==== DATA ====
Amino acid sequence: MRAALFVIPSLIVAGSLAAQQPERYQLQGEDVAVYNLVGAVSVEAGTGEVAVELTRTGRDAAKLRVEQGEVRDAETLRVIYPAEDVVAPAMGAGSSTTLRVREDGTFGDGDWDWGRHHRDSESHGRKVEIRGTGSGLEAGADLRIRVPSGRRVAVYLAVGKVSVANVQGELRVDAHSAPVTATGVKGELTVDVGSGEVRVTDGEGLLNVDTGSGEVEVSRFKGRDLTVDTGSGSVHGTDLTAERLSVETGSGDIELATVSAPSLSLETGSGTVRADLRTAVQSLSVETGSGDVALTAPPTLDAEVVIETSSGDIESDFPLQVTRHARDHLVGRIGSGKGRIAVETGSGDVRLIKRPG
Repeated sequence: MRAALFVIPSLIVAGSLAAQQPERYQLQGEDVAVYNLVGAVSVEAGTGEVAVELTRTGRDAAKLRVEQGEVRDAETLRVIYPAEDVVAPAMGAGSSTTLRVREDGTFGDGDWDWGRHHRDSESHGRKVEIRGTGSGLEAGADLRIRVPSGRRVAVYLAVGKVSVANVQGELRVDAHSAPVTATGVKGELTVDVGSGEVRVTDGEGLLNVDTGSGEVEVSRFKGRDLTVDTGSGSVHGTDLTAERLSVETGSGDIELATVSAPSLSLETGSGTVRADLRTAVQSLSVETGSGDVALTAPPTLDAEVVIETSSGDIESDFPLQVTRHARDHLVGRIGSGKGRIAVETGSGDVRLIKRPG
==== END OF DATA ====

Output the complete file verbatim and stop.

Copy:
Amino acid sequence: MRAALFVIPSLIVAGSLAAQQPERYQLQGEDVAVYNLVGAVSVEAGTGEVAVELTRTGRDAAKLRVEQGEVRDAETLRVIYPAEDVVAPAMGAGSSTTLRVREDGTFGDGDWDWGRHHRDSESHGRKVEIRGTGSGLEAGADLRIRVPSGRRVAVYLAVGKVSVANVQGELRVDAHSAPVTATGVKGELTVDVGSGEVRVTDGEGLLNVDTGSGEVEVSRFKGRDLTVDTGSGSVHGTDLTAERLSVETGSGDIELATVSAPSLSLETGSGTVRADLRTAVQSLSVETGSGDVALTAPPTLDAEVVIETSSGDIESDFPLQVTRHARDHLVGRIGSGKGRIAVETGSGDVRLIKRPG
Repeated sequence: MRAALFVIPSLIVAGSLAAQQPERYQLQGEDVAVYNLVGAVSVEAGTGEVAVELTRTGRDAAKLRVEQGEVRDAETLRVIYPAEDVVAPAMGAGSSTTLRVREDGTFGDGDWDWGRHHRDSESHGRKVEIRGTGSGLEAGADLRIRVPSGRRVAVYLAVGKVSVANVQGELRVDAHSAPVTATGVKGELTVDVGSGEVRVTDGEGLLNVDTGSGEVEVSRFKGRDLTVDTGSGSVHGTDLTAERLSVETGSGDIELATVSAPSLSLETGSGTVRADLRTAVQSLSVETGSGDVALTAPPTLDAEVVIETSSGDIESDFPLQVTRHARDHLVGRIGSGKGRIAVETGSGDVRLIKRPG